• Sometimes a small decrease in the dose of a narcotic will still give you pain relief but no drowsiness. If drowsiness is severe, you may be taking more narcotic than you need. Ask your doctor about lowering the amount you are presently taking.
  • Ask your doctor if you can take a mild stimulant such as caffeine, or your doctor can prescribe a stimulant such as dextroamphetamine (Dexedrine) or methylphenidate (Ritalin).
  • If drowsiness is severe or if it suddenly occurs after you have been taking narcotics for a while, notify your doctor or nurse right away.

What Can I Do About Constipation?

Narcotics cause constipation in most people. The stool does not move along the intestinal tract as fast as usual and becomes hard because more water is absorbed. Your doctor will probably prescribe a stool softener and a laxative.

After checking with your doctor or nurse, you can try the following:

  • Eat foods high in fiber or roughage such as uncooked fruits and vegetables and whole grain breads and cereals. Adding 1 or 2 tablespoons of unprocessed bran to your food adds bulk and stimulates bowel movements. Keeping a shaker of bran handy at mealtimes makes it easy to sprinkle on foods. A dietitian can suggest other ways to add fiber to your diet.
  • Drink plenty of liquids. Eight to ten 8-ounce glasses of fluid each day will help keep your stools soft.
  • Exercise as much as you are able.
  • Eat foods that have helped relieve constipation in the past.
  • Try to use the toilet or bedside commode when you have a bowel movement, even if that is the only time you get out of bed.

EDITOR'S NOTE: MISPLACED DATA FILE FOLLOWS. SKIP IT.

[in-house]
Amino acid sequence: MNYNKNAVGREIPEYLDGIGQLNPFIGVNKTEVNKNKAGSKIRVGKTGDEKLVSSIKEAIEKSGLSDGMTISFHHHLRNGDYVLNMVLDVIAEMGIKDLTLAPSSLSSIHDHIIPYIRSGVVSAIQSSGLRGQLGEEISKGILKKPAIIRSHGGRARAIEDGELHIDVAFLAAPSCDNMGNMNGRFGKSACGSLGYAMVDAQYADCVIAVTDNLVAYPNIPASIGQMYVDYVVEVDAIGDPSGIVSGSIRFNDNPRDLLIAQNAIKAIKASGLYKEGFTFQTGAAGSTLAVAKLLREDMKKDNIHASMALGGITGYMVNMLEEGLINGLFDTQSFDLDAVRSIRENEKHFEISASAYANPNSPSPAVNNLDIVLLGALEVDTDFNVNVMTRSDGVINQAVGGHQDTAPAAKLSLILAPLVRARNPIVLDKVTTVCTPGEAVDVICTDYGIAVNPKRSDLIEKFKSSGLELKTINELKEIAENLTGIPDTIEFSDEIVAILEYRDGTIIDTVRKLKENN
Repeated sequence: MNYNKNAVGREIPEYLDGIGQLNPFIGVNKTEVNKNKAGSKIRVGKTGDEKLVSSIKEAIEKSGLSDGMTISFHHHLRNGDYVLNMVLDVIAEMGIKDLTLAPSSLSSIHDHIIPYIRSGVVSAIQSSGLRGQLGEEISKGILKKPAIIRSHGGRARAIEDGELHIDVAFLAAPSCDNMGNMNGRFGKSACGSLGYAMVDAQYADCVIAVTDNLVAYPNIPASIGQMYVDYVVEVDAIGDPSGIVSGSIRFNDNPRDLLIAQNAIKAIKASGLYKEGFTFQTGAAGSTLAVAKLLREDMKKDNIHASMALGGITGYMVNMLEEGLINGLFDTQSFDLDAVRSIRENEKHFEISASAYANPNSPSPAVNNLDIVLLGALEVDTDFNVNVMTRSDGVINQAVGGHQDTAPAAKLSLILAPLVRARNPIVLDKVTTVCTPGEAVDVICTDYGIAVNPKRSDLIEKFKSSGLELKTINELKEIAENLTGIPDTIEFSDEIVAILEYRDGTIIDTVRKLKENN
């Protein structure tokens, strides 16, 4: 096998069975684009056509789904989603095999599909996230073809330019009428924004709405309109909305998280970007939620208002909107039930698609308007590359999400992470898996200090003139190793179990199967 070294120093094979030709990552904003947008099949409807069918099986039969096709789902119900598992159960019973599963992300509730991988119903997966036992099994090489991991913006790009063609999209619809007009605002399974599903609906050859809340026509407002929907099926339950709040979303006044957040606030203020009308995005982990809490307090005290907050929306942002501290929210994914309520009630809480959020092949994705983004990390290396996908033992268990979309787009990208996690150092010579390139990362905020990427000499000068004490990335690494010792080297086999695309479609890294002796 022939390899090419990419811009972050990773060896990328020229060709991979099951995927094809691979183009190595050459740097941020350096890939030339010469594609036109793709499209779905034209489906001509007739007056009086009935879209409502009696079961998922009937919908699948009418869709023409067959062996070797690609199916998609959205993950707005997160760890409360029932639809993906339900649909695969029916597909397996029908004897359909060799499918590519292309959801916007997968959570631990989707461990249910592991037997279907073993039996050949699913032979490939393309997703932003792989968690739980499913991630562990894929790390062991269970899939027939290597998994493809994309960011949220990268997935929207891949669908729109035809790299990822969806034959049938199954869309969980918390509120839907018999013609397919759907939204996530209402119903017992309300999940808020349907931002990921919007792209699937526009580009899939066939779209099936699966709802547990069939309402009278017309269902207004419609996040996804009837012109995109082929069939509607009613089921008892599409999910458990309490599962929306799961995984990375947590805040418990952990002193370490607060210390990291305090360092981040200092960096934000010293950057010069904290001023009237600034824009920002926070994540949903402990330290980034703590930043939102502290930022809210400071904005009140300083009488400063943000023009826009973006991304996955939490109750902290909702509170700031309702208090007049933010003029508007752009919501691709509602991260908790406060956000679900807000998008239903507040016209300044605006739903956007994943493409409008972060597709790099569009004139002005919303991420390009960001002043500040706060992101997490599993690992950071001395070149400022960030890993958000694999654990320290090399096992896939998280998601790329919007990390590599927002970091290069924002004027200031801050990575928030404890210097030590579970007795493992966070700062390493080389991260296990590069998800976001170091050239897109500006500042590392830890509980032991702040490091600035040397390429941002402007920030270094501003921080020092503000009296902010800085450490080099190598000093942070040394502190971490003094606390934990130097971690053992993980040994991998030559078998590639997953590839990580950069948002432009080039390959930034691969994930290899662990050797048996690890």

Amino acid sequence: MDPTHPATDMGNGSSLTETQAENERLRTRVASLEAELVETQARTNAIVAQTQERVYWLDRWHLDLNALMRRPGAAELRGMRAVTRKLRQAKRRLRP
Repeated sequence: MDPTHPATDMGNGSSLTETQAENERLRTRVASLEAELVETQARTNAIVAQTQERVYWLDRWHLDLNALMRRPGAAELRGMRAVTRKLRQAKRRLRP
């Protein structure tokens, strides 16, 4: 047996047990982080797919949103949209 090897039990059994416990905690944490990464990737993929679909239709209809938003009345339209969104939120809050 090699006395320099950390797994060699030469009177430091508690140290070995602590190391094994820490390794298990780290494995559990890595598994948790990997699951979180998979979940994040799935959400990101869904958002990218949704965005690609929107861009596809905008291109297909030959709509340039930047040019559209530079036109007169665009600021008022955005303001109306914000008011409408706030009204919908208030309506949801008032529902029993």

• Plan your bowel movements for the same time each day, if possible. Set aside time for sitting on the toilet or commode, preferably after a meal.
  • Have a hot drink about half an hour before your planned time for a bowel movement.
  • If you have difficulty eating enough bran or other foods high in fiber, check with your doctor, nurse, or pharmacist about using a bulk laxative such as Metamucil.
    Be sure to check with your doctor or nurse before taking any laxative or stool softener on your own.

What Can I Do For Nausea And Vomiting?

Nausea and vomiting caused by narcotics usually will disappear after a few days of taking the medicine. The following suggestions may be helpful:

  • If your nausea occurs mainly when you are walking around (as opposed to being in bed), remain in bed for an hour or so after you take your medicine. This type of nausea is like motion sickness. Sometimes the doctor will tell you to use medicines (such as Bonine or Dramamine) that can be bought without a prescription to counteract this type of nausea. Do not take these medicines without checking with your doctor, nurse, or pharmacist.
  • If pain itself is the cause of the nausea, using narcotics to relieve the pain usually makes this nausea go away.
  • Medicine (such as Compazine, or Torecan by mouth or by rectal suppositories) can sometimes be prescribed.
  • Ask your doctor or nurse if some other medical condition or other medications you are taking such as steroids, anticancer drugs, or aspirin might be causing your nausea.

Some people mistakenly think they are allergic to narcotics if the narcotic causes nausea. Nausea and vomiting alone usually are not allergic responses. But nausea and vomiting accompanied by a rash or itching may be an allergic reaction. If this occurs, stop taking the drug and notify your doctor at once.

What About Withdrawal Effects?

You should not stop taking narcotic pain relievers suddenly. People who stop taking narcotic medicine usually are taken off the drug gradually so that any withdrawal symptoms will be mild or scarcely noticeable. If you stop taking narcotics suddenly and develop a flu-like illness, excessive perspiration, diarrhea, or any other unusual reaction, tell your doctor or nurse. These symptoms can be treated and tend to disappear in a few days to a few weeks.